In order to avoid degraded performance when the sea surface gets rough, a dynamic control of coherent integration length is proposed. In case of rough swell, longer integration periods could be selected, leading to a coarser temporal resolution but significantly improving the accuracy of the system during such periods. This can be implemented straightforward by controlling the integration time in accordance with external measurements, e.g., data from wind speed sensors. As the cross spectrum is integrated continuously, only the integration period has to be modified after which the spectrum is used to determine delays, phases, and amplitudes of all GLONASS channels (cf. section 2.2). The flexibility of a software-defined radio allows to adopt the signal-processing chain to this new scheme very easily.
Even further modifications of the coherent integration length can be implemented. Satellites at high elevation angles are usually received with higher SNR as the antenna beam pattern supports such observations better than at low elevation. This leads to the idea of dynamically adopting the integration period individually for each satellite. Satellites at lower elevations can have longer integration times in order to compensate for lower signal strength at those elevation ranges. This dynamic control can be implemented again with only minor changes in the software-defined signal-processing chain and is anticipated to be tested in one of the next field campaigns.
Given its simplicity, the GLONASS-R concept might also be of use for airborne or spaceborne interferometric GNSS-R instruments [Cardellach et al., 2013]. For such applications, it would be necessary that the Doppler shift and spread of the reflected signal are handled properly and aircraft altitude is tracked and compensated with sufficient accuracy. This would then allow a straightforward determination of so-called delay-Doppler maps [Rodriguez-Alvarez et al., 2013], which can be used for a variety of geophysical applications.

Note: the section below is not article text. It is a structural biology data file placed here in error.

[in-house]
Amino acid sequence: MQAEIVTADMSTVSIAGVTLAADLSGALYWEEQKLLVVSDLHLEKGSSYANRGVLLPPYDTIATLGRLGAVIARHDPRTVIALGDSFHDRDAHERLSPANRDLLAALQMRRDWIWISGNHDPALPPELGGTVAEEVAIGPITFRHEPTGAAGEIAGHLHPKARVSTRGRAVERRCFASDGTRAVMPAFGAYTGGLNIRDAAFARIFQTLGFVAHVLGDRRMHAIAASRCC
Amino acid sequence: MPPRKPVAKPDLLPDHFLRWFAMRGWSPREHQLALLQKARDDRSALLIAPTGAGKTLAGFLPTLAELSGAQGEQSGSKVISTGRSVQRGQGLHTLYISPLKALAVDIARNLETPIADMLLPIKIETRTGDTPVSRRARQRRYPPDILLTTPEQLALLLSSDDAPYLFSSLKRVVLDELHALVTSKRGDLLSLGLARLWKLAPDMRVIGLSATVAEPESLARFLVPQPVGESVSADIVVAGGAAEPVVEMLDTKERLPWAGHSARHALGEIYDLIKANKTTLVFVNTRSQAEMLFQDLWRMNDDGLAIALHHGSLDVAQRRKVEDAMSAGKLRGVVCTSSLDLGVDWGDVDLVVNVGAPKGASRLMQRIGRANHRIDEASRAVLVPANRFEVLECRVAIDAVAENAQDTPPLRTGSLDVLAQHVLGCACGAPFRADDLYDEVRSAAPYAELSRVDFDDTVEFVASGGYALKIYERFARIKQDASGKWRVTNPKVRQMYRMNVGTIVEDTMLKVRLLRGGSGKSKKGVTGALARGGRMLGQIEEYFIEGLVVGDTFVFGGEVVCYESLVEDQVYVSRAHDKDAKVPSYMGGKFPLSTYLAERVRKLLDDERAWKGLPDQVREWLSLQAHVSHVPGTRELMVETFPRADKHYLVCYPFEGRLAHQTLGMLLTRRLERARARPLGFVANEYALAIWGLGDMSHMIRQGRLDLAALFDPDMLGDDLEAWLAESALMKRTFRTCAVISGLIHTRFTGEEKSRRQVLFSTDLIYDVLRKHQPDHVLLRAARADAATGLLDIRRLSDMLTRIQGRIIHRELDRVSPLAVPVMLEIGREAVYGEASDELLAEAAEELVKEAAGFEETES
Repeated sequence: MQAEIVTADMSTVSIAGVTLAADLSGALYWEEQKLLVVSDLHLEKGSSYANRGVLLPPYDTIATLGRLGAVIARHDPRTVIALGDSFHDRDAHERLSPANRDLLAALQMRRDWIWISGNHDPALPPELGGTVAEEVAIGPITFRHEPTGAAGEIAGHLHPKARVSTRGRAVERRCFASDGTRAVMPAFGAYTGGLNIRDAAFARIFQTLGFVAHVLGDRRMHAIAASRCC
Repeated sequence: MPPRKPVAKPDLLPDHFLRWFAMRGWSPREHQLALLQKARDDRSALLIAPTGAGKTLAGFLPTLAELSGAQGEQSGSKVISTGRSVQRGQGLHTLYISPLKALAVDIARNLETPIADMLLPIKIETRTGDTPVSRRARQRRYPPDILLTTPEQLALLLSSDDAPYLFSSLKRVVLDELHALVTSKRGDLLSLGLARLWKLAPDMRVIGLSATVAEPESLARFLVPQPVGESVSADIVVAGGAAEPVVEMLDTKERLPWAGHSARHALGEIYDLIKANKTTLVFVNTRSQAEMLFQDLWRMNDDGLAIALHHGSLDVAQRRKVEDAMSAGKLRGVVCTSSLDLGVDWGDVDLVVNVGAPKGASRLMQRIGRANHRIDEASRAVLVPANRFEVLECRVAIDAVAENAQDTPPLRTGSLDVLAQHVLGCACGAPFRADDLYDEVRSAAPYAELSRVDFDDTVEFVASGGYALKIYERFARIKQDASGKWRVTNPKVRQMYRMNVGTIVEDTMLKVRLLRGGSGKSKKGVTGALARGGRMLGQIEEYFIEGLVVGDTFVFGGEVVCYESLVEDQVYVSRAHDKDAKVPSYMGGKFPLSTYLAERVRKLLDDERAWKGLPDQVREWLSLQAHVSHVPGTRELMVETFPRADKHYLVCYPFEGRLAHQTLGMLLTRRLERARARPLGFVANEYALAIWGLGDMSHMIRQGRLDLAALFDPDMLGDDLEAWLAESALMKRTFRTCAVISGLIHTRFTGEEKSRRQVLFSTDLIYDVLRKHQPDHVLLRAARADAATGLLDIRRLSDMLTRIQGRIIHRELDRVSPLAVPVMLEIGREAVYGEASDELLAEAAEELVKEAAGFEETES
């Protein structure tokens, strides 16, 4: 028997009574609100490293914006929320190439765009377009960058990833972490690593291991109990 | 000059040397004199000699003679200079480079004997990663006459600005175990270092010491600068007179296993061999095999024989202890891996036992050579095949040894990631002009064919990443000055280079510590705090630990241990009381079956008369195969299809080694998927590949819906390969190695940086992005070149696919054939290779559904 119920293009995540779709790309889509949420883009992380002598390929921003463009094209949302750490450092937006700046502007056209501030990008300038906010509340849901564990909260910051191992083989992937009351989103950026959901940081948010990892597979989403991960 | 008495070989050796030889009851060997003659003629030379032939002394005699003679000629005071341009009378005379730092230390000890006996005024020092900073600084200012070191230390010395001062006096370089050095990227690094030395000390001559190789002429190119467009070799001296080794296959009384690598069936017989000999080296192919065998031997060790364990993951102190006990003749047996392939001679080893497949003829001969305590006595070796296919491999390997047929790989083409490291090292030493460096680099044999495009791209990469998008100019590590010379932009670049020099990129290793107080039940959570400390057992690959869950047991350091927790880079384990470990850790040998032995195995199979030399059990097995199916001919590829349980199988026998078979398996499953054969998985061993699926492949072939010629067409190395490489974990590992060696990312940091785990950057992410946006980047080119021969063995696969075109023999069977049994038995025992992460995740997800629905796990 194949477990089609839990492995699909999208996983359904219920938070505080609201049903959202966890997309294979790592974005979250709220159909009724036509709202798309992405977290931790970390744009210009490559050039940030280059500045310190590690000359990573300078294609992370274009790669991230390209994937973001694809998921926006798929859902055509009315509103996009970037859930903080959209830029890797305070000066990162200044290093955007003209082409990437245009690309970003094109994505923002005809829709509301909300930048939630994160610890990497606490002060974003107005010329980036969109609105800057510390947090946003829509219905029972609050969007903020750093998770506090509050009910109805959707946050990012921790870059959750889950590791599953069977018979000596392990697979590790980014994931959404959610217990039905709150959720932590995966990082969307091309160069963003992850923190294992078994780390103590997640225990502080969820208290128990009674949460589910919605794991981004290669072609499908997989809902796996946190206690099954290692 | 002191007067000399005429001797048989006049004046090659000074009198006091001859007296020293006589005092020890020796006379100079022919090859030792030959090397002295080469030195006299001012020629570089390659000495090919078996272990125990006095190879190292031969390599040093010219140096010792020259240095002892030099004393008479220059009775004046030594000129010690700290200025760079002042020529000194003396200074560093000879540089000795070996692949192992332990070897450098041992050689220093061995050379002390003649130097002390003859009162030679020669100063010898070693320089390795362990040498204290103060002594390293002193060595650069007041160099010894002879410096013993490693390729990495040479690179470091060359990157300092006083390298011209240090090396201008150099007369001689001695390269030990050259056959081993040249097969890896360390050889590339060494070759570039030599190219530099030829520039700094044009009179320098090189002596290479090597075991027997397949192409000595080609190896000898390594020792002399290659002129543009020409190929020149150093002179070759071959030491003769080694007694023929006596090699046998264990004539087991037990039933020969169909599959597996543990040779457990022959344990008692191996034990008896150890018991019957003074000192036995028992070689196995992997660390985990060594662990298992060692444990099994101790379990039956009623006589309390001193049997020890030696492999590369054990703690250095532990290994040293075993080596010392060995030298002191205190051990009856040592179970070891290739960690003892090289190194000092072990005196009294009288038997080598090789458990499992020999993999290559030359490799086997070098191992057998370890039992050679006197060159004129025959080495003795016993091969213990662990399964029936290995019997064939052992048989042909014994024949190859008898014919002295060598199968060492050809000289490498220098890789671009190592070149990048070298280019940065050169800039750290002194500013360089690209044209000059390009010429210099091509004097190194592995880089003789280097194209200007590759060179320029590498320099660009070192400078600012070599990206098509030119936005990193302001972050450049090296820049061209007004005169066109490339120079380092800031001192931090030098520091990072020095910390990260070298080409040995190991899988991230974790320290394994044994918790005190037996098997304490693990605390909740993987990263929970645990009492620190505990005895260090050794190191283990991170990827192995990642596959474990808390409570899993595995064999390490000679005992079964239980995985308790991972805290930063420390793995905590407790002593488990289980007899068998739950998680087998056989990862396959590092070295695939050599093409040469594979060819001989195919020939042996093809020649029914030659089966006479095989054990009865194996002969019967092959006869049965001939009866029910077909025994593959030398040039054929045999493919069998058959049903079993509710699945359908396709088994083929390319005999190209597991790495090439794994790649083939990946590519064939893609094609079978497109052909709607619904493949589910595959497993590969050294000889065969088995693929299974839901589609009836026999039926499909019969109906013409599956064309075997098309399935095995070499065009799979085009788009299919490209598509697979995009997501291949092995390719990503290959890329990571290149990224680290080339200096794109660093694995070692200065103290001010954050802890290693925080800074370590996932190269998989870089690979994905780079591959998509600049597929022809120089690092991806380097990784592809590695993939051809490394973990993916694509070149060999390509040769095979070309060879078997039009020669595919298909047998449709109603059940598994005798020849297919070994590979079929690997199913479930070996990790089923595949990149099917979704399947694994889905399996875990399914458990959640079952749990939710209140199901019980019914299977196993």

However, all possible advantages have to be seen under the long-term plan of the Russian Aerospace Defense Forces which operates the GLONASS system. As the system modernization plan [Revnivykh, 2012] foresees the transmission of navigation signals via the CDMA technique, it is not clear if and how this would impact the realization of the GLONASS-R concept.
This research has been funded by a Grant-in-Aid for Young Scientists B (25740011). Ms. Nezu (NICT) is acknowledged for her help with the shipment of the equipment and the preparation of the necessary export documents. The authors also thank teams from the workshop and the electronics laboratory at the Onsala Space Observatory for preparation of the infrastructure at the test site.